The Invulnerable Nazi Saint-Nazaire Submarine Base

The Saint-Nazaire submarine base is a large, fortified submarine base constructed by the Germans in the occupied city of Saint-Nazaire on the west coast of France.

Prior to the invasion of France, the site was the docks and buildings of the Compagnie Générale Transatlantique (typically known overseas as the French Line), a shipping company famed for its luxury ocean liners.

After the Battle of France, the Germans instigated Organisation Todt (Oberbauleitung Süd), a civil and military engineering organisation to construct a series of large-scale engineering projects in Germany and occupied territories to assist the war effort.

The harbour at Saint-Nazaire was identified for the construction of a large submarine base to service and re-arm U-Boats (Unterseeboots), in their campaign to sink allied shipping and naval vessels during the Battle of the Atlantic.

- Advertisement -
Image Credit : Demeester – CC BY-SA 3.0

Construction began in February 1941 involving 4600 workers who built 14 docks using 480,000 cubic meters of concrete. The base was intended to be invulnerable to allied bombing and was shielded with an 8-metre-thick roof comprising of granite and reinforced concrete capable of resisting event the ‘Tall Boy’ and ‘Grand Slam’ bombs.

The base was also equipped with 62 workshops, 97 magazines, 150 offices, 92 dormitories for submarine crews, 20 pumps, 4 kitchens, 2 bakeries, two electrical plants, one restaurant and a hospital.

On 30 June 1941, Vizeadmiral Karl Dönitz formally opened the U-boat pen, with U-203 (a Type VIIC submarine) being the first boat to occupy one of the pens.

In 1942, an adjacent dry dock near the pens was targeted in Operation Chariot, an amphibious attack in which British commandos rammed an explosive-filled destroyer into the dock to force large German vessels to resort to running the gauntlet through the Home Fleet of the Royal Navy via the English Channel or the North Sea.

The Saint-Nazaire Submarine Base withstood 50 separate bombing raids, resulting in allied bombing targeting the surrounding town and facilities in an attempt to disrupt operations, only finally surrendering on the 10th May 1945 near the very end of WW2.

Header Image Credit : Jean-Pierre Dalbéra – CC BY 2.0

- Advertisement -
Mark Milligan
Mark Milligan
Mark Milligan is multi-award-winning journalist and the Managing Editor at HeritageDaily. His background is in archaeology and computer science, having written over 7,500 articles across several online publications. Mark is a member of the Association of British Science Writers (ABSW), the World Federation of Science Journalists, and in 2023 was the recipient of the British Citizen Award for Education, the BCA Medal of Honour, and the UK Prime Minister's Points of Light Award.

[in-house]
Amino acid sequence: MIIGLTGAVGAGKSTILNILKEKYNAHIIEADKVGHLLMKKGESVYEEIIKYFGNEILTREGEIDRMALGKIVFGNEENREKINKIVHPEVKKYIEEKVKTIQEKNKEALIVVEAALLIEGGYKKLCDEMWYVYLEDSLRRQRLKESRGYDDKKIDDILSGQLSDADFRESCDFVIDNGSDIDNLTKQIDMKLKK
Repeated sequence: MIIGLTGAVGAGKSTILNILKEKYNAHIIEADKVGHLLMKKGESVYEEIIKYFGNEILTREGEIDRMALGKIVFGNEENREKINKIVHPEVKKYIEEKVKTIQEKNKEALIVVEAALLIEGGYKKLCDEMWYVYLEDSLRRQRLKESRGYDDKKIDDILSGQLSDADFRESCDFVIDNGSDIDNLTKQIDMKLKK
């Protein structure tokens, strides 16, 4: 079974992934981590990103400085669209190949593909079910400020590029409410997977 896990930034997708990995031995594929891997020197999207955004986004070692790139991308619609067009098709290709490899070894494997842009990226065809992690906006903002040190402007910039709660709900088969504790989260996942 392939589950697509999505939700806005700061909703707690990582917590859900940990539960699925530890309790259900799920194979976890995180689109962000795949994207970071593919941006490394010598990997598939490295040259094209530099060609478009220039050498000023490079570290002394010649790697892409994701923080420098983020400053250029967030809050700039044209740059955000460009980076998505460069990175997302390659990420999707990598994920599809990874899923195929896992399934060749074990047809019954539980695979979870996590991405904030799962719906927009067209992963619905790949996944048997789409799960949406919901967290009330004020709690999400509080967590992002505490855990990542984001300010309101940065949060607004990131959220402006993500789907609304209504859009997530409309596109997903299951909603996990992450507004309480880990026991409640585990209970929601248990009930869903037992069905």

Mobile Application


Related Articles

Study uses satellite imagery to identify over 1,000 Andean hillforts

A new study, published in the journal Antiquity, uses satellite imagery to survey hillforts known as pukaras in the Andean highlands.

Roman defensive spikes unveiled at the Leibniz Centre for Archaeology

In 2023, archaeologists from Goethe-Universität Frankfurt am Main uncovered a series of wooden defensive spikes during excavations of a 1st century AD Roman fort in Bad Ems, western Germany.

Obsidian blade linked to Coronado’s expedition to find the fabled city of gold

Archaeologists suggest that a flaked-stone obsidian blade could be linked to the expedition led by Francisco Vasquez de Coronado to search for the fabled city of gold.

Clay seal stamp from First Temple period found in Jerusalem

Archaeologists have discovered a clay seal stamp from the First Temple period during excavations in the Western Wall Plaza, Jerusalem.

Offering of human sacrifices found at Pozo de Ibarra

Archaeologists from the National Institute of Anthropology and History (INAH) have uncovered an offering of human sacrifices at the Mexican town of Pozo de Ibarra.

Excavation uncovers preserved wooden cellar from Roman period

Archaeologists from the Frankfurt Archaeological Museum have uncovered a well-preserved wooden celler in Frankfurt, Germany.

Preserved temples from the Badami Chalukya era found in India

Archaeologists from the Public Research Institute of History, Archaeology, and Heritage (PRIHAH) have announced the discovery of two temples dating from the Badami Chalukya era.

Excavation of medieval shipbuilders reveals a Roman head of Mercury

Excavations of a medieval shipbuilders has led to the discovery of a Roman settlement and a Roman head of Mercury.